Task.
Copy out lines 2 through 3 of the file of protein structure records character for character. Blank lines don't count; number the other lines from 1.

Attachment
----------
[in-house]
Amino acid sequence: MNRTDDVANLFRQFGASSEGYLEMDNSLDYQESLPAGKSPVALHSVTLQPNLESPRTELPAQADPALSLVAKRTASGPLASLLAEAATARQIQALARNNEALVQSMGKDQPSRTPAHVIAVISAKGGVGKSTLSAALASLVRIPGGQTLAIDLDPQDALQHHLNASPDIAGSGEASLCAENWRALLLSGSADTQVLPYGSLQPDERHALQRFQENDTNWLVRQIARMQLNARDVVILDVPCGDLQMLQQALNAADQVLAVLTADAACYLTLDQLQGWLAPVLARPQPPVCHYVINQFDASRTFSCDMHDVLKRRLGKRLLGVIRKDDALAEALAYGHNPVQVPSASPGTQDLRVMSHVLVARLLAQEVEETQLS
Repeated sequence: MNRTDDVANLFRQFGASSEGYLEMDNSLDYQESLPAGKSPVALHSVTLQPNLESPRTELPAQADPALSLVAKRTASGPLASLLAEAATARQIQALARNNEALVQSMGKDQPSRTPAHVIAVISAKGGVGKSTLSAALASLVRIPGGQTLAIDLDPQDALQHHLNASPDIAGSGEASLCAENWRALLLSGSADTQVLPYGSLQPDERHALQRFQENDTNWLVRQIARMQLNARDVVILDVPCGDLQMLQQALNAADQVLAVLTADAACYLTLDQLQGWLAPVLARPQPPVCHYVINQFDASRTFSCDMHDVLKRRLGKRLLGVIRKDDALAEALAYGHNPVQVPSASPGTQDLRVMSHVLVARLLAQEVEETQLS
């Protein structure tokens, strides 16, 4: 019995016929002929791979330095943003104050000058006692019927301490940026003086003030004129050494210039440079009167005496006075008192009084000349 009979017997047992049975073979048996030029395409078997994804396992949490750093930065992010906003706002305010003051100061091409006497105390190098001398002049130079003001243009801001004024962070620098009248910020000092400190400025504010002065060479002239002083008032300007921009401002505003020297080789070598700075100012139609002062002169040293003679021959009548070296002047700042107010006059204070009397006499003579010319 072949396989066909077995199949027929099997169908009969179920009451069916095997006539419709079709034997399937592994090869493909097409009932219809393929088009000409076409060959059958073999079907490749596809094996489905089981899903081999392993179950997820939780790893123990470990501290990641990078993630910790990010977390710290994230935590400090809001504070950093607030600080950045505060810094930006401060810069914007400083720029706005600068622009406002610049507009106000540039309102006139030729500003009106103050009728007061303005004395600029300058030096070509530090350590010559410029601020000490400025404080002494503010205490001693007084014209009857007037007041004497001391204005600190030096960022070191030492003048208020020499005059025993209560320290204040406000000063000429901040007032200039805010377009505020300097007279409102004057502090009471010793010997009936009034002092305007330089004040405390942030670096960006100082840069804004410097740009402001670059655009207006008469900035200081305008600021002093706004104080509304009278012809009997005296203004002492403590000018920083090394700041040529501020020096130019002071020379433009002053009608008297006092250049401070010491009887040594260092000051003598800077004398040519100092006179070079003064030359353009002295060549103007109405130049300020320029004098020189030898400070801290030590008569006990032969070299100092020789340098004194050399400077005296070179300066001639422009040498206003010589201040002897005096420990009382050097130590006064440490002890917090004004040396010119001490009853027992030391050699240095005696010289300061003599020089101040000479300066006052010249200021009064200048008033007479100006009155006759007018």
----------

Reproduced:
Amino acid sequence: MNRTDDVANLFRQFGASSEGYLEMDNSLDYQESLPAGKSPVALHSVTLQPNLESPRTELPAQADPALSLVAKRTASGPLASLLAEAATARQIQALARNNEALVQSMGKDQPSRTPAHVIAVISAKGGVGKSTLSAALASLVRIPGGQTLAIDLDPQDALQHHLNASPDIAGSGEASLCAENWRALLLSGSADTQVLPYGSLQPDERHALQRFQENDTNWLVRQIARMQLNARDVVILDVPCGDLQMLQQALNAADQVLAVLTADAACYLTLDQLQGWLAPVLARPQPPVCHYVINQFDASRTFSCDMHDVLKRRLGKRLLGVIRKDDALAEALAYGHNPVQVPSASPGTQDLRVMSHVLVARLLAQEVEETQLS
Repeated sequence: MNRTDDVANLFRQFGASSEGYLEMDNSLDYQESLPAGKSPVALHSVTLQPNLESPRTELPAQADPALSLVAKRTASGPLASLLAEAATARQIQALARNNEALVQSMGKDQPSRTPAHVIAVISAKGGVGKSTLSAALASLVRIPGGQTLAIDLDPQDALQHHLNASPDIAGSGEASLCAENWRALLLSGSADTQVLPYGSLQPDERHALQRFQENDTNWLVRQIARMQLNARDVVILDVPCGDLQMLQQALNAADQVLAVLTADAACYLTLDQLQGWLAPVLARPQPPVCHYVINQFDASRTFSCDMHDVLKRRLGKRLLGVIRKDDALAEALAYGHNPVQVPSASPGTQDLRVMSHVLVARLLAQEVEETQLS